Results: The results of this study showed that applying the coping cat protocol is effective in reducing the symptoms of separation anxiety disorder in children and reduces the severity, frequency, and complexity of the symptoms of separation anxiety disorder. The first subject (Mina) showed more changes than the second subject (Sepehr) in all indicators related to the rate of recovery. This finding may indicate that the coping cat method is more effective in school-age girls than boys. One month after the intervention and follow-up, the indicators related to the percentage of recovery indicated the persistence of therapeutic effects. Another finding of this study was the clinical efficacy obtained using Cohen's “d” formula. The intensity, frequency, complexity, and interference indices for the first subject were 1.52, 2.27, 1.69, and 1.54, and for the second subject were 1.08, 1.57, 1.22, and 1.42, respectively. The obtained scores indicate the optimal effectiveness of the coping cat method in reducing the symptoms of separation anxiety disorder. Also, the graphs related to the pattern of change in scores showed that changing scores on the scales of intensity, frequency, complexity, and interference in the process of educational-therapeutic sessions and follow-up (that mentioned in the coping cat method for cognitive-behavioral therapy of anxiety disorders) has been effective to reduce symptoms of separation anxiety disorder in the subjects.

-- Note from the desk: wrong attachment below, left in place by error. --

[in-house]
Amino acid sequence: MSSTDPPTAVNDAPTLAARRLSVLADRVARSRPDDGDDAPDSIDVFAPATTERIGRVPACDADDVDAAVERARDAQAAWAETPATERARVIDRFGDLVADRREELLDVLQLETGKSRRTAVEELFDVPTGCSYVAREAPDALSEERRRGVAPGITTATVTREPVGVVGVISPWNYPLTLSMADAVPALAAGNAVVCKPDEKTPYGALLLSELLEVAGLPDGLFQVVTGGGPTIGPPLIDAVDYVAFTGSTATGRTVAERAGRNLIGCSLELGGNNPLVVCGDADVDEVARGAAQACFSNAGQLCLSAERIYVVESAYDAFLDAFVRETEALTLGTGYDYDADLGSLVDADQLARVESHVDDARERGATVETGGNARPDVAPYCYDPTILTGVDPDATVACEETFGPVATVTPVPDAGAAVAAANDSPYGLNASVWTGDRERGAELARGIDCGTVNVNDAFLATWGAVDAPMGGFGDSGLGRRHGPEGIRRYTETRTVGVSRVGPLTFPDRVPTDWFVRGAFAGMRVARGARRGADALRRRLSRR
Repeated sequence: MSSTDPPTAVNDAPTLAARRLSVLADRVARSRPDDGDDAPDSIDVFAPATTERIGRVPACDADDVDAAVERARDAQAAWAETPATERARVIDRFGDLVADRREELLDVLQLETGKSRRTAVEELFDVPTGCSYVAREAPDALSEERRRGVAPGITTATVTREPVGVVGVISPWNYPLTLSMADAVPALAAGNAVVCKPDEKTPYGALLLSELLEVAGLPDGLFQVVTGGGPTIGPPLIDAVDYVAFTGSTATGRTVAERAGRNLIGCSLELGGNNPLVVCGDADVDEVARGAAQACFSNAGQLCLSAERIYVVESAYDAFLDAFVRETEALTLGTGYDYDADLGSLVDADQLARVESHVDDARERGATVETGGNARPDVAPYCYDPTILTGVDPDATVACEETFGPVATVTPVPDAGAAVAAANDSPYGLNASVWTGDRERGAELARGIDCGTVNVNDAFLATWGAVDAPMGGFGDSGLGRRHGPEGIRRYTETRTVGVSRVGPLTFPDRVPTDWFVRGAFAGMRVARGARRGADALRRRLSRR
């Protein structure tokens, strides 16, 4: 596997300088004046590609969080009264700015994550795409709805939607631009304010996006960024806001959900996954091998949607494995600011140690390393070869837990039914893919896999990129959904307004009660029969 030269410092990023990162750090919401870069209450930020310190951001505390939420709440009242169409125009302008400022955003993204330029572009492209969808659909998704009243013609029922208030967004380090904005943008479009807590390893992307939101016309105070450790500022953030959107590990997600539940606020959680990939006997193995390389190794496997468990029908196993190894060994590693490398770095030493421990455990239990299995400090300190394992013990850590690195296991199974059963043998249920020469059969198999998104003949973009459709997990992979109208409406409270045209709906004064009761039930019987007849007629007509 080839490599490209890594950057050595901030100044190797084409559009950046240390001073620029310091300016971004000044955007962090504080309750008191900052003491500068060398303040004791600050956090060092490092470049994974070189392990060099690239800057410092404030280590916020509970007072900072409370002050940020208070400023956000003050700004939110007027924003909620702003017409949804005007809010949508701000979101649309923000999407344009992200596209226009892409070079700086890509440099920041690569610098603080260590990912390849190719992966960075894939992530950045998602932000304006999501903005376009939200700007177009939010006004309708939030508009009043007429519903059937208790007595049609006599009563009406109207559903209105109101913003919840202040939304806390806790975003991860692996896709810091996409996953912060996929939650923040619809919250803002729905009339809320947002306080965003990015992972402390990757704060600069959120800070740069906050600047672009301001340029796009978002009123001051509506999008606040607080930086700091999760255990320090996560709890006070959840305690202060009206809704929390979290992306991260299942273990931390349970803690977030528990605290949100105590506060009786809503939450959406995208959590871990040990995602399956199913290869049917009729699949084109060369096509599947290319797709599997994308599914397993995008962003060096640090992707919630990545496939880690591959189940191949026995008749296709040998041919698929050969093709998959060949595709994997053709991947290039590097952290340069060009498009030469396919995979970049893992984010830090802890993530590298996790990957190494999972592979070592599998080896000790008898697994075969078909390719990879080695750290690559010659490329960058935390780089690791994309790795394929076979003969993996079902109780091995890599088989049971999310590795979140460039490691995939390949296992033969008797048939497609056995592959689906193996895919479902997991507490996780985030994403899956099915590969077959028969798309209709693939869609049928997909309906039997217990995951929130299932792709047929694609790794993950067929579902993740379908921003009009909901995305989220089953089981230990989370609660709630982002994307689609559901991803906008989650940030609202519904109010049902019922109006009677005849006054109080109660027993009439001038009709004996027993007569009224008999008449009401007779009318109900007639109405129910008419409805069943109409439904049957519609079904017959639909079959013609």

Conclusion: According to the results of this study, it can be said that applying coping cat protocol can be a useful intervention in reducing the symptoms of separation anxiety disorder and even treating it completely, along with other therapies. Because the results of baseline diagrams, recovery percentage, and effect size showed significant therapeutic changes in the rate of separation anxiety symptoms in the subjects. This finding is consistent with the results of previous research. The use of techniques and methods in this treatment reduces anxiety symptoms such as anxiety, restlessness, abuse, and abnormal reactions in children. Although some studies have emphasized the effectiveness of parent-centered interventions in reducing anxiety symptoms, but both treatments can be used simultaneously to achieve maximum recovery. Preschool interventions have special considerations due to the developmental characteristics of these children, such as lack of subjective thinking, inability to read and write, and being more affected by early relationships with family members. Therefore, due to the fact that separation anxiety disorder is very common in children and also due to its adverse consequences such as school attendance problems, its treatment is very important and children who experience the coping cat method, after treatment and also in the follow-up stage shows a significant reduction in their separation anxiety symptoms. According to the desirable efficiency and effectiveness of this method, its use is recommended for the treatment of children with anxiety.
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Type of Study: case report | Subject: Clinical Psychiatry